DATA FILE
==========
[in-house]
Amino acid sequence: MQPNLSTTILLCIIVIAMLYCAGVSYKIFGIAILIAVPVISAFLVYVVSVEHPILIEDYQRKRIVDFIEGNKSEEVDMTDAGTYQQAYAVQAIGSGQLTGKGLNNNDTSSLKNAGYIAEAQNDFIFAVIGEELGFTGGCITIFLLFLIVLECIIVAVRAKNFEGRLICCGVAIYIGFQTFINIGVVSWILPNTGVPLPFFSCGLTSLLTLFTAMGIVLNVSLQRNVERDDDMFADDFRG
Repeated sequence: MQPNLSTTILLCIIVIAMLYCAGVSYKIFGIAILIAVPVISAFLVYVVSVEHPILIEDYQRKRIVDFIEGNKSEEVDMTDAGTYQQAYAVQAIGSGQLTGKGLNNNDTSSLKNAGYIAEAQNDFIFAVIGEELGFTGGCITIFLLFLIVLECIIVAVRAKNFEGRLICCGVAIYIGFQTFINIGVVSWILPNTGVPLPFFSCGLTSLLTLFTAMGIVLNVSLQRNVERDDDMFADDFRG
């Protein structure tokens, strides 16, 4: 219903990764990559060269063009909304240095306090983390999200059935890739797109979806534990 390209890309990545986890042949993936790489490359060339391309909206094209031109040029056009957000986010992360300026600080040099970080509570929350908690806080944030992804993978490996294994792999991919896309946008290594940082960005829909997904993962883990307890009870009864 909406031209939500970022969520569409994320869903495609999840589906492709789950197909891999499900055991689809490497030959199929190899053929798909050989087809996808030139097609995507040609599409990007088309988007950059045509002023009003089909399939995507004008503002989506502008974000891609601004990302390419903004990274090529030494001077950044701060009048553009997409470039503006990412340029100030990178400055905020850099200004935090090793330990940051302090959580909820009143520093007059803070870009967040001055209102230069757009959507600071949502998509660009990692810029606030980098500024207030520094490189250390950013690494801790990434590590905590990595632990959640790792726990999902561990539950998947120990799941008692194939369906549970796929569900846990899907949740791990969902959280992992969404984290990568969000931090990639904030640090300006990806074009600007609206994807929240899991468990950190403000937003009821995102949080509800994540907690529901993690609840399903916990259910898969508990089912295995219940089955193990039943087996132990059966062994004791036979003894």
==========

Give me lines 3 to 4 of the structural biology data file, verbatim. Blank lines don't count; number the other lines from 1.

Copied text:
Repeated sequence: MQPNLSTTILLCIIVIAMLYCAGVSYKIFGIAILIAVPVISAFLVYVVSVEHPILIEDYQRKRIVDFIEGNKSEEVDMTDAGTYQQAYAVQAIGSGQLTGKGLNNNDTSSLKNAGYIAEAQNDFIFAVIGEELGFTGGCITIFLLFLIVLECIIVAVRAKNFEGRLICCGVAIYIGFQTFINIGVVSWILPNTGVPLPFFSCGLTSLLTLFTAMGIVLNVSLQRNVERDDDMFADDFRG
């Protein structure tokens, strides 16, 4: 219903990764990559060269063009909304240095306090983390999200059935890739797109979806534990 390209890309990545986890042949993936790489490359060339391309909206094209031109040029056009957000986010992360300026600080040099970080509570929350908690806080944030992804993978490996294994792999991919896309946008290594940082960005829909997904993962883990307890009870009864 909406031209939500970022969520569409994320869903495609999840589906492709789950197909891999499900055991689809490497030959199929190899053929798909050989087809996808030139097609995507040609599409990007088309988007950059045509002023009003089909399939995507004008503002989506502008974000891609601004990302390419903004990274090529030494001077950044701060009048553009997409470039503006990412340029100030990178400055905020850099200004935090090793330990940051302090959580909820009143520093007059803070870009967040001055209102230069757009959507600071949502998509660009990692810029606030980098500024207030520094490189250390950013690494801790990434590590905590990595632990959640790792726990999902561990539950998947120990799941008692194939369906549970796929569900846990899907949740791990969902959280992992969404984290990568969000931090990639904030640090300006990806074009600007609206994807929240899991468990950190403000937003009821995102949080509800994540907690529901993690609840399903916990259910898969508990089912295995219940089955193990039943087996132990059966062994004791036979003894």